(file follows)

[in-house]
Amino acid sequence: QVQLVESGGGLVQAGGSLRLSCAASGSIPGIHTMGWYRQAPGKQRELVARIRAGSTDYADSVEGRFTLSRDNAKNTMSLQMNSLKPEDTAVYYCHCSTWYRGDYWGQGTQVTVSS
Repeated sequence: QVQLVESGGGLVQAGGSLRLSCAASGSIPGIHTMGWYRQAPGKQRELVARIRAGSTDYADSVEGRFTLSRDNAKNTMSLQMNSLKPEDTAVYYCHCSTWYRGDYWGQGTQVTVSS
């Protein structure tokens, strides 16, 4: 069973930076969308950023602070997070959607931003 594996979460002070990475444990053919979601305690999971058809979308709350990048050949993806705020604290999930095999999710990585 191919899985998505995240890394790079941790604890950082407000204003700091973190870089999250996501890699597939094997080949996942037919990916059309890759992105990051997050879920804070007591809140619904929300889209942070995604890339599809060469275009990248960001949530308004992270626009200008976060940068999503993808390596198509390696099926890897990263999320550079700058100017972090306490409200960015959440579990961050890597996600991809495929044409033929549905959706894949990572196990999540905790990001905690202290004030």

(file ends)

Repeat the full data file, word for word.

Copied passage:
[in-house]
Amino acid sequence: QVQLVESGGGLVQAGGSLRLSCAASGSIPGIHTMGWYRQAPGKQRELVARIRAGSTDYADSVEGRFTLSRDNAKNTMSLQMNSLKPEDTAVYYCHCSTWYRGDYWGQGTQVTVSS
Repeated sequence: QVQLVESGGGLVQAGGSLRLSCAASGSIPGIHTMGWYRQAPGKQRELVARIRAGSTDYADSVEGRFTLSRDNAKNTMSLQMNSLKPEDTAVYYCHCSTWYRGDYWGQGTQVTVSS
């Protein structure tokens, strides 16, 4: 069973930076969308950023602070997070959607931003 594996979460002070990475444990053919979601305690999971058809979308709350990048050949993806705020604290999930095999999710990585 191919899985998505995240890394790079941790604890950082407000204003700091973190870089999250996501890699597939094997080949996942037919990916059309890759992105990051997050879920804070007591809140619904929300889209942070995604890339599809060469275009990248960001949530308004992270626009200008976060940068999503993808390596198509390696099926890897990263999320550079700058100017972090306490409200960015959440579990961050890597996600991809495929044409033929549905959706894949990572196990999540905790990001905690202290004030």